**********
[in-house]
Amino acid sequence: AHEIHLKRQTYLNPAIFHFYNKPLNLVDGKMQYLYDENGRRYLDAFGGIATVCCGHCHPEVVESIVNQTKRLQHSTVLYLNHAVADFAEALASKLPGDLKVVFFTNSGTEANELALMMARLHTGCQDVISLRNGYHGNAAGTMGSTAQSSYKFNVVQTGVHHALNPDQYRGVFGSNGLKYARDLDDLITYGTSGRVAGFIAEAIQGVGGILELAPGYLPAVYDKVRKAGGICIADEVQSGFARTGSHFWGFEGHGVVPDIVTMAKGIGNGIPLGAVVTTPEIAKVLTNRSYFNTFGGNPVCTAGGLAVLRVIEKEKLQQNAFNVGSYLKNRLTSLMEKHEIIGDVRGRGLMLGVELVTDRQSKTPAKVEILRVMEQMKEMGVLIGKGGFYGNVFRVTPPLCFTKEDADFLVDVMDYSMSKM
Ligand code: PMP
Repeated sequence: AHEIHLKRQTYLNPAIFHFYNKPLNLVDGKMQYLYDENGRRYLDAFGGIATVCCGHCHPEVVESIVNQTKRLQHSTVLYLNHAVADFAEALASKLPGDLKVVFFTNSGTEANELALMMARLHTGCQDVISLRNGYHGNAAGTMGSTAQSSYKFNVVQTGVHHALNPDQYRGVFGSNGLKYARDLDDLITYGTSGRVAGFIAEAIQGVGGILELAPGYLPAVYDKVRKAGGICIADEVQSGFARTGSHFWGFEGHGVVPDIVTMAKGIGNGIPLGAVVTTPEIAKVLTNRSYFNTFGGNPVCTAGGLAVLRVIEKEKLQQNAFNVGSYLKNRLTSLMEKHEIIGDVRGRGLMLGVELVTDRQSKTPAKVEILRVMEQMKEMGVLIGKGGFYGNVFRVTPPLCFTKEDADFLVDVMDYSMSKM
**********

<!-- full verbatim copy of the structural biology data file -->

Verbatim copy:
[in-house]
Amino acid sequence: AHEIHLKRQTYLNPAIFHFYNKPLNLVDGKMQYLYDENGRRYLDAFGGIATVCCGHCHPEVVESIVNQTKRLQHSTVLYLNHAVADFAEALASKLPGDLKVVFFTNSGTEANELALMMARLHTGCQDVISLRNGYHGNAAGTMGSTAQSSYKFNVVQTGVHHALNPDQYRGVFGSNGLKYARDLDDLITYGTSGRVAGFIAEAIQGVGGILELAPGYLPAVYDKVRKAGGICIADEVQSGFARTGSHFWGFEGHGVVPDIVTMAKGIGNGIPLGAVVTTPEIAKVLTNRSYFNTFGGNPVCTAGGLAVLRVIEKEKLQQNAFNVGSYLKNRLTSLMEKHEIIGDVRGRGLMLGVELVTDRQSKTPAKVEILRVMEQMKEMGVLIGKGGFYGNVFRVTPPLCFTKEDADFLVDVMDYSMSKM
Ligand code: PMP
Repeated sequence: AHEIHLKRQTYLNPAIFHFYNKPLNLVDGKMQYLYDENGRRYLDAFGGIATVCCGHCHPEVVESIVNQTKRLQHSTVLYLNHAVADFAEALASKLPGDLKVVFFTNSGTEANELALMMARLHTGCQDVISLRNGYHGNAAGTMGSTAQSSYKFNVVQTGVHHALNPDQYRGVFGSNGLKYARDLDDLITYGTSGRVAGFIAEAIQGVGGILELAPGYLPAVYDKVRKAGGICIADEVQSGFARTGSHFWGFEGHGVVPDIVTMAKGIGNGIPLGAVVTTPEIAKVLTNRSYFNTFGGNPVCTAGGLAVLRVIEKEKLQQNAFNVGSYLKNRLTSLMEKHEIIGDVRGRGLMLGVELVTDRQSKTPAKVEILRVMEQMKEMGVLIGKGGFYGNVFRVTPPLCFTKEDADFLVDVMDYSMSKM